Article 29 Data Protection
The European Commission’s Article 29 Data Protection Working Party provides a useful set of criteria for evaluating anonymization methods in its “Opinion on Anonymization Techniques” (2014):
- Is it still possible to single out an individual?
- Is it still possible to link records relating to an individual?
- Can information be inferred concerning an individual?
The first criterion means that it should not be possible to discover information about a specific individual or small group of individuals. For example, if only three individuals in an anonymized hospital dataset share a diagnosis, the dataset fails the test of singling out. The second means that it should not be possible to link different records pertaining to an individual or group. For example, a dataset that includes individuals’ occupations as well as demographic information could potentially be linked to publicly available profiles on LinkedIn, social media, or registers of professionals or government employees. Third, it should not be possible to infer potentially identifying attributes based on other attributes in a dataset. For example, location data collected through smartphones, which has sometimes been released as part of open datasets, usually makes it possible to infer the location of an individual’s home and office.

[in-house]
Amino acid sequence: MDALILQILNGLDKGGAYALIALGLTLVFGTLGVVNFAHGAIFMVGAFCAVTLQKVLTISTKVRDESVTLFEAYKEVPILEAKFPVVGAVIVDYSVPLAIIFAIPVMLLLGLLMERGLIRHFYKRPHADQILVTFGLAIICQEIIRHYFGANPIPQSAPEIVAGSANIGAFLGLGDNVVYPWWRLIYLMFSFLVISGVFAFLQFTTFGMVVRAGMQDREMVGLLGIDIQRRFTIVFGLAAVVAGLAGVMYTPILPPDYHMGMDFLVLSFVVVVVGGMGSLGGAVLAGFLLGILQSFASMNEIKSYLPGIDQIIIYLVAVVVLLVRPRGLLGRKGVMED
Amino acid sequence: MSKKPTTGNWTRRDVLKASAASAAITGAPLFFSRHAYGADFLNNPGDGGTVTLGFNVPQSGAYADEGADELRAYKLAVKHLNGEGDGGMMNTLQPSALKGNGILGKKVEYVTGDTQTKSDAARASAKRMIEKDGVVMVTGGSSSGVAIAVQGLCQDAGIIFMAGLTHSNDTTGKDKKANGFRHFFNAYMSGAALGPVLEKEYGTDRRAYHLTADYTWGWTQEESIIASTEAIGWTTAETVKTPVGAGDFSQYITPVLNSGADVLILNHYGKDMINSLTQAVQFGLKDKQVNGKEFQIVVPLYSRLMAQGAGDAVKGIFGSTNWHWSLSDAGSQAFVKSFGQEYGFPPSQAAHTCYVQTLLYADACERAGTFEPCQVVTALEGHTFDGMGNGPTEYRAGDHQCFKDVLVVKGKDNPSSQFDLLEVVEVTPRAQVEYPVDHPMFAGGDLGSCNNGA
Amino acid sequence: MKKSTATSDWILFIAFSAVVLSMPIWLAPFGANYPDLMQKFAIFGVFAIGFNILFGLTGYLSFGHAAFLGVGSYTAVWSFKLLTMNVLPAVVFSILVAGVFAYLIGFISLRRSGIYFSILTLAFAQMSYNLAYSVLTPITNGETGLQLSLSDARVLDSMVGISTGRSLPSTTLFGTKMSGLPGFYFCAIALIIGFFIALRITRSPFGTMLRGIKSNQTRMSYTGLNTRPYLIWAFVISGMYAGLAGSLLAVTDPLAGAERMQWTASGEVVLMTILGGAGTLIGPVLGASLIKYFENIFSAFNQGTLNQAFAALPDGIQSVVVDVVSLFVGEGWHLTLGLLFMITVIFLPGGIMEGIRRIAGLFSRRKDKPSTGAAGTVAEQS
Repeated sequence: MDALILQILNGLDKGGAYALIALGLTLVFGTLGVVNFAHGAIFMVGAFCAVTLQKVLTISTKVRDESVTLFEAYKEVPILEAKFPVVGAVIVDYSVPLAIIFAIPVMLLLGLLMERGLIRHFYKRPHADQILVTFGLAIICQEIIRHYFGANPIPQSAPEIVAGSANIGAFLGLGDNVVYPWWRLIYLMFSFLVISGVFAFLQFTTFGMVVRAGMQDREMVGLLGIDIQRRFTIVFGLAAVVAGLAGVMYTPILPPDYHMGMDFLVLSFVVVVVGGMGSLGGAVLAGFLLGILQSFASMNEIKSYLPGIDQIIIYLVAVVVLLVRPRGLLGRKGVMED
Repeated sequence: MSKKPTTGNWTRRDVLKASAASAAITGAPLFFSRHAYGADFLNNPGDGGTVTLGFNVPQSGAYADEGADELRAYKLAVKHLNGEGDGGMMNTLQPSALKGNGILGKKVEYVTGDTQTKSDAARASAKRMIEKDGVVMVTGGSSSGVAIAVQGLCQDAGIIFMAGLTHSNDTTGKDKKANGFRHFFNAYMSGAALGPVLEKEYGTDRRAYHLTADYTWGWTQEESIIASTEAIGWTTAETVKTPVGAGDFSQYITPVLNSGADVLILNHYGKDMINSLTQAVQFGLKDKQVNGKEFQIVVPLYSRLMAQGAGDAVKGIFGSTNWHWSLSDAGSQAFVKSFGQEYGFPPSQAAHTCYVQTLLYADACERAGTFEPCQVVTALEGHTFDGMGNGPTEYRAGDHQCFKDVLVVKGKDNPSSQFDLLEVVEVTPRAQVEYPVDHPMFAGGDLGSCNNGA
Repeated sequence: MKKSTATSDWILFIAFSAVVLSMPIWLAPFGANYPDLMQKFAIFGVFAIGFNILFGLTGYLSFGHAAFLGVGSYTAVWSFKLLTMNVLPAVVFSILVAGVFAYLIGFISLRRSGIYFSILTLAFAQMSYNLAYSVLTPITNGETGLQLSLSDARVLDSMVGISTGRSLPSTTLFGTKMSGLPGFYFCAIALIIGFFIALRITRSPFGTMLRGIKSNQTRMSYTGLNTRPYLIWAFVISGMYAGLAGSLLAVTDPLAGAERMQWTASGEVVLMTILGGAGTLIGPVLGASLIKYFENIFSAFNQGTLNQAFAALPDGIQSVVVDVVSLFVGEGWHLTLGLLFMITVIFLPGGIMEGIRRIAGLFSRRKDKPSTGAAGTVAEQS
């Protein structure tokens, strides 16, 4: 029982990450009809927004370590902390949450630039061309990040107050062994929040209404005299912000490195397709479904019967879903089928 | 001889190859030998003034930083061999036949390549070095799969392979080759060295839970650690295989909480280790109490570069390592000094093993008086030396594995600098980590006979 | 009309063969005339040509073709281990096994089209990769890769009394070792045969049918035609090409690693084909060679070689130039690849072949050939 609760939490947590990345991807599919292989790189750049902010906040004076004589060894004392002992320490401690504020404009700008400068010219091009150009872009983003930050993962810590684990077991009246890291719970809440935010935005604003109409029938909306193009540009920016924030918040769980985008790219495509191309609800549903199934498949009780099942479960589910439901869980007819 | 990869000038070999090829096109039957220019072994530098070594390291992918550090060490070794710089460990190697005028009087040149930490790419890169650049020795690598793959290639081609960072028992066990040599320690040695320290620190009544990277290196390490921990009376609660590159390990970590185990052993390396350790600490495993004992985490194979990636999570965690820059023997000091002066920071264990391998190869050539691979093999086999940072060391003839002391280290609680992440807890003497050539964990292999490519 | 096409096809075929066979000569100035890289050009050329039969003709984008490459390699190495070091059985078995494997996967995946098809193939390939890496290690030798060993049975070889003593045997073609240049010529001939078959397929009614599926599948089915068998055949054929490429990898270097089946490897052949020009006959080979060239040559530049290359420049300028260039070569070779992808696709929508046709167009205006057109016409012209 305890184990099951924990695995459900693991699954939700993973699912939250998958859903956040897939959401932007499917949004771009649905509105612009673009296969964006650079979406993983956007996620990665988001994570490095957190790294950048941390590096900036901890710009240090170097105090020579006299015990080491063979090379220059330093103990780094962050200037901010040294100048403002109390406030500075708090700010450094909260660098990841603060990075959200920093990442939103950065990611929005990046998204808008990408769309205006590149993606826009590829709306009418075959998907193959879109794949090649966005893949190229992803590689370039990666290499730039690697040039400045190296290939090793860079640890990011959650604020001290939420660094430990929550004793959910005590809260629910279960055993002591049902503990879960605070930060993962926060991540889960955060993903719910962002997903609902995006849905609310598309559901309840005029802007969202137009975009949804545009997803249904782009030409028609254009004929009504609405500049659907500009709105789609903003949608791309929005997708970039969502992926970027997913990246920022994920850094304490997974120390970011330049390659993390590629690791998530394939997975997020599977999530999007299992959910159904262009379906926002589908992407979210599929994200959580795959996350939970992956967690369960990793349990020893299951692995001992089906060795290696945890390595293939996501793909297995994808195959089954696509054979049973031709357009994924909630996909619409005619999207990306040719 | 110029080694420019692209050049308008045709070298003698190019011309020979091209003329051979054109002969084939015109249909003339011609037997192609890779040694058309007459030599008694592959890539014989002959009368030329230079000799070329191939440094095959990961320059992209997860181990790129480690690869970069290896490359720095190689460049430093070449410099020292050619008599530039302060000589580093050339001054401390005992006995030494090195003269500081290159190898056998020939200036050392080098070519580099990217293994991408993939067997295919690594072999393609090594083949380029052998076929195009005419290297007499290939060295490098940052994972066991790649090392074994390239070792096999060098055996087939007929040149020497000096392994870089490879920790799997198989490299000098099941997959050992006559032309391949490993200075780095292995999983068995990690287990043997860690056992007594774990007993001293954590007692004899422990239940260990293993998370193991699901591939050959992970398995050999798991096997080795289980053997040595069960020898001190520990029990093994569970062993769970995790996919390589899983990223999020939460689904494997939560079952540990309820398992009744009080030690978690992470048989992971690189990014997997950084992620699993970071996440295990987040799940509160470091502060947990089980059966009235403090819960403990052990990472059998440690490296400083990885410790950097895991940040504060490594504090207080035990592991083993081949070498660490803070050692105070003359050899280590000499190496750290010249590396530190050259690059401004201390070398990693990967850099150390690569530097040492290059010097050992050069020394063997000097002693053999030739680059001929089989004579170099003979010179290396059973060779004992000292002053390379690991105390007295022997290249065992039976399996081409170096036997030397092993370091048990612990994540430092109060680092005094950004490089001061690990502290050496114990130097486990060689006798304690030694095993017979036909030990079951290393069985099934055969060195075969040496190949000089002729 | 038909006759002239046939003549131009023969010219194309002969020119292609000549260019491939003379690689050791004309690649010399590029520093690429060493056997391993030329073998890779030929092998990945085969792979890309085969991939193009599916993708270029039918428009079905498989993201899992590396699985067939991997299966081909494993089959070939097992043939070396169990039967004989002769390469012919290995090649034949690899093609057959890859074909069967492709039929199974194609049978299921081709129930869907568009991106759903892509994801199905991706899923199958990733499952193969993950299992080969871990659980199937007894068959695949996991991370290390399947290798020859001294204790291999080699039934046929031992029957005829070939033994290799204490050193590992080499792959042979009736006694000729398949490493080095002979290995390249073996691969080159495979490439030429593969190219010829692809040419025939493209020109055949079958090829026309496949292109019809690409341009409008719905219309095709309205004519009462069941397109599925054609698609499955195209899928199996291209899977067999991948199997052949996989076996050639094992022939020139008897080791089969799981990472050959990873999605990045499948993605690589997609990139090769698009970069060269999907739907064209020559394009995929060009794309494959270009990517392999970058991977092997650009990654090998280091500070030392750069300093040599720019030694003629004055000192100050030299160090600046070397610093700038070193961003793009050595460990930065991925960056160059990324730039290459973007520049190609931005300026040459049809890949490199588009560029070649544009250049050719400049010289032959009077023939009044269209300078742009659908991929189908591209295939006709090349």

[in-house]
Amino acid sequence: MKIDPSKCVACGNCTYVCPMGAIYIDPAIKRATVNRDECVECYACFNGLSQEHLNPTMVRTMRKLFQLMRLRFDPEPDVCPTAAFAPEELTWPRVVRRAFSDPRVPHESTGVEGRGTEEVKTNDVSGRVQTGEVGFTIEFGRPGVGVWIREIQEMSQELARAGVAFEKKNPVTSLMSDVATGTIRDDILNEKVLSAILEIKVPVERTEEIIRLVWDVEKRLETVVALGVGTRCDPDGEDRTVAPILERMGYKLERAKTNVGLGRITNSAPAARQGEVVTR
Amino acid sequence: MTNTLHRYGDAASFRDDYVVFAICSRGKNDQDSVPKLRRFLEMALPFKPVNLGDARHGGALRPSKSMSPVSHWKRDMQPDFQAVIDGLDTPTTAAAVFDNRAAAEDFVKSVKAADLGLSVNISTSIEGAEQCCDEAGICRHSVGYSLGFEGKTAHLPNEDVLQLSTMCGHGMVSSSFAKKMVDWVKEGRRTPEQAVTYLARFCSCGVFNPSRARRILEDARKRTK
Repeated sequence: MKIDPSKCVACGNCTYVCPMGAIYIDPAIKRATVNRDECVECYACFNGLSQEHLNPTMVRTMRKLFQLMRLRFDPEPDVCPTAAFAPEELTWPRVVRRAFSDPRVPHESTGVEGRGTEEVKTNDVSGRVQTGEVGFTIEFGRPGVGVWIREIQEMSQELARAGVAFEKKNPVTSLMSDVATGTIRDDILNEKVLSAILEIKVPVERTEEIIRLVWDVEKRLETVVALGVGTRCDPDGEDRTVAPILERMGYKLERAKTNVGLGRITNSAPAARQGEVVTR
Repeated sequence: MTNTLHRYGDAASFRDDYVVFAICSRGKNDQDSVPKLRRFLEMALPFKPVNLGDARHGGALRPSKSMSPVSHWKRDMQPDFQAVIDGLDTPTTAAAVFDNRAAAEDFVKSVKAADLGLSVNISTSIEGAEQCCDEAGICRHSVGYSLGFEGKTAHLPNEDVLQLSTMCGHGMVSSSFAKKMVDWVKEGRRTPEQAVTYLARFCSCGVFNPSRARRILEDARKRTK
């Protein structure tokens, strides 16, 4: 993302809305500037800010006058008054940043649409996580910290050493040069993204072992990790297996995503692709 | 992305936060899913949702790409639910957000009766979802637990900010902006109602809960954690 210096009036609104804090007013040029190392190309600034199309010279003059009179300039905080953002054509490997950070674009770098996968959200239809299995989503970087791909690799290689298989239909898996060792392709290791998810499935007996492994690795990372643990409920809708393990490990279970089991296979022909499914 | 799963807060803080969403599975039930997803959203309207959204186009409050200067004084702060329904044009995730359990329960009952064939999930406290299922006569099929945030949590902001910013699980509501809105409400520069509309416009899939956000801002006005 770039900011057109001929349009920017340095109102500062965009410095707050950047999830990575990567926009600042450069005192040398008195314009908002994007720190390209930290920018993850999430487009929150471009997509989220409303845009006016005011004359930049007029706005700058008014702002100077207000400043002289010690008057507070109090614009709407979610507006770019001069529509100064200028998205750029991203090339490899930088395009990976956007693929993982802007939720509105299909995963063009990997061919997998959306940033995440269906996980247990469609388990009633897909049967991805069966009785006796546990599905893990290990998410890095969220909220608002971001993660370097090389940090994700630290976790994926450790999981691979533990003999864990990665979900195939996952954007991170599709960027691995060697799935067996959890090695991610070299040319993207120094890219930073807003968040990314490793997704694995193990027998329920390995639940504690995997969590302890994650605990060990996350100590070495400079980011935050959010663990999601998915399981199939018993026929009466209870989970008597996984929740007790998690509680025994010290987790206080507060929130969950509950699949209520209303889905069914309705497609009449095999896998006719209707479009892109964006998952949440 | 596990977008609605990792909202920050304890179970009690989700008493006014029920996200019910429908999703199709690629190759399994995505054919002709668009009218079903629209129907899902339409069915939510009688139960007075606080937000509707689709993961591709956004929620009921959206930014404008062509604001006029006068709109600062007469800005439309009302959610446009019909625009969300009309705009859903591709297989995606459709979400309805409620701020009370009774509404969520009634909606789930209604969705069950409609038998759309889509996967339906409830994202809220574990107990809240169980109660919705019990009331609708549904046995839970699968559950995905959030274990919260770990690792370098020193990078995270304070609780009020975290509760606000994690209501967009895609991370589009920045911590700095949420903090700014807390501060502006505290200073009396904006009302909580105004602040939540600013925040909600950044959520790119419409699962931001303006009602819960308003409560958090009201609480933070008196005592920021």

To evaluate re-identification risk, the Article 29 Working Party also suggests understanding identity as multidimensional, with each clear attribute as a coordinate. Whenever it is possible to analyze a region of this multi-dimensional space that contains only a few points, there is a risk of individuals being re-identified. In other words, any combination of properties that is unique to a particular individual or a very small group of individuals poses a risk of re-identification. Anonymity is protected when it is only possible to analyze sizeable “clusters” of individuals who cannot be distinguished from one another based on their attributes.
Here’s an example of the application of anonymization techniques to prevent the singling out of individuals or small subgroups:
A hospital database is being anonymized so that it can be shared with a medical research institute. Patient names and health card numbers have been deleted from the dataset, and dates of birth and death have been generalized to years of birth and death only. Dates of diagnosis and treatment have been generalized to monthly intervals. Data fields that remain unchanged are diagnosis and treatment procedures. If, say, only three individuals born in 1982 received a particular diagnosis in March 2014, the risk of re-identification is too high. One option is to delete these records. The other is to apply additional anonymization, perhaps by generalizing years of birth to ten-year intervals (e.g., 1980-1989, or alternatively age 30-39).
The key to anonymization lies not in deleting particular types of data, but in preventing the occurrence of subsets of one or a few individuals with a specific set of characteristics. The concept of dimensions of identity provides a starting point towards this goal by helping to break down a dataset and suggest possibilities for anonymization. Dimensions not relevant to a particular purpose can be eliminated from the dataset. Within each of the remaining dimensions, the most specific fields can be deleted, randomized, or generalized. Finally, any very small subsets remaining can be identified and deleted. When this is accomplished, the risk of re-identification approaches zero, as any unique or distinct attributes of individuals have been concealed.